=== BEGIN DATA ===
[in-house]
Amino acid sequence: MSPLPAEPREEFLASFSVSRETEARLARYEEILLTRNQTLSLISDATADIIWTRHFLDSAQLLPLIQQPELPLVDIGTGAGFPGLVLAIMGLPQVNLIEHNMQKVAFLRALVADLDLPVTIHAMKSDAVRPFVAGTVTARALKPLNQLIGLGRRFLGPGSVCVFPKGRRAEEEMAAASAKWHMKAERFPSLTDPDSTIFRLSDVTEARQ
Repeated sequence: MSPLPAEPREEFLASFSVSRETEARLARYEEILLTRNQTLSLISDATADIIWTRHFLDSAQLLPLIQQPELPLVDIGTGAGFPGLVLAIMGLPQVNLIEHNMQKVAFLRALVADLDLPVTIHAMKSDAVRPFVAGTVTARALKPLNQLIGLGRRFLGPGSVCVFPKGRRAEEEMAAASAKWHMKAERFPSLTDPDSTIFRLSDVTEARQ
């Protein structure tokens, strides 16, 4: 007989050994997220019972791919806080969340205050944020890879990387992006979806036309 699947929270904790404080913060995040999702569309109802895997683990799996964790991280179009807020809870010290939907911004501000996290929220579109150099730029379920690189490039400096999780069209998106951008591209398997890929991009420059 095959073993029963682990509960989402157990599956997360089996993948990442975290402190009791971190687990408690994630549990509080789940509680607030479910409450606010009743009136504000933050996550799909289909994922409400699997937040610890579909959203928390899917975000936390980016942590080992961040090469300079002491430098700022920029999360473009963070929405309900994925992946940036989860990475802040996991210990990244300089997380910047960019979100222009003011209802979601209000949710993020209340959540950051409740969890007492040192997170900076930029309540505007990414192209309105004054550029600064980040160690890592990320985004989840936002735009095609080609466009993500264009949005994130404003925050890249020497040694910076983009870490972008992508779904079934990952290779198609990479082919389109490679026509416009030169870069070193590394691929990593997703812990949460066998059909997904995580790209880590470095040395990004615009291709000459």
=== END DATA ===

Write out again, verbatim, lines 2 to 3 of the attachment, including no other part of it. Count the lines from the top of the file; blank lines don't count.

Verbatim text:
Amino acid sequence: MSPLPAEPREEFLASFSVSRETEARLARYEEILLTRNQTLSLISDATADIIWTRHFLDSAQLLPLIQQPELPLVDIGTGAGFPGLVLAIMGLPQVNLIEHNMQKVAFLRALVADLDLPVTIHAMKSDAVRPFVAGTVTARALKPLNQLIGLGRRFLGPGSVCVFPKGRRAEEEMAAASAKWHMKAERFPSLTDPDSTIFRLSDVTEARQ
Repeated sequence: MSPLPAEPREEFLASFSVSRETEARLARYEEILLTRNQTLSLISDATADIIWTRHFLDSAQLLPLIQQPELPLVDIGTGAGFPGLVLAIMGLPQVNLIEHNMQKVAFLRALVADLDLPVTIHAMKSDAVRPFVAGTVTARALKPLNQLIGLGRRFLGPGSVCVFPKGRRAEEEMAAASAKWHMKAERFPSLTDPDSTIFRLSDVTEARQ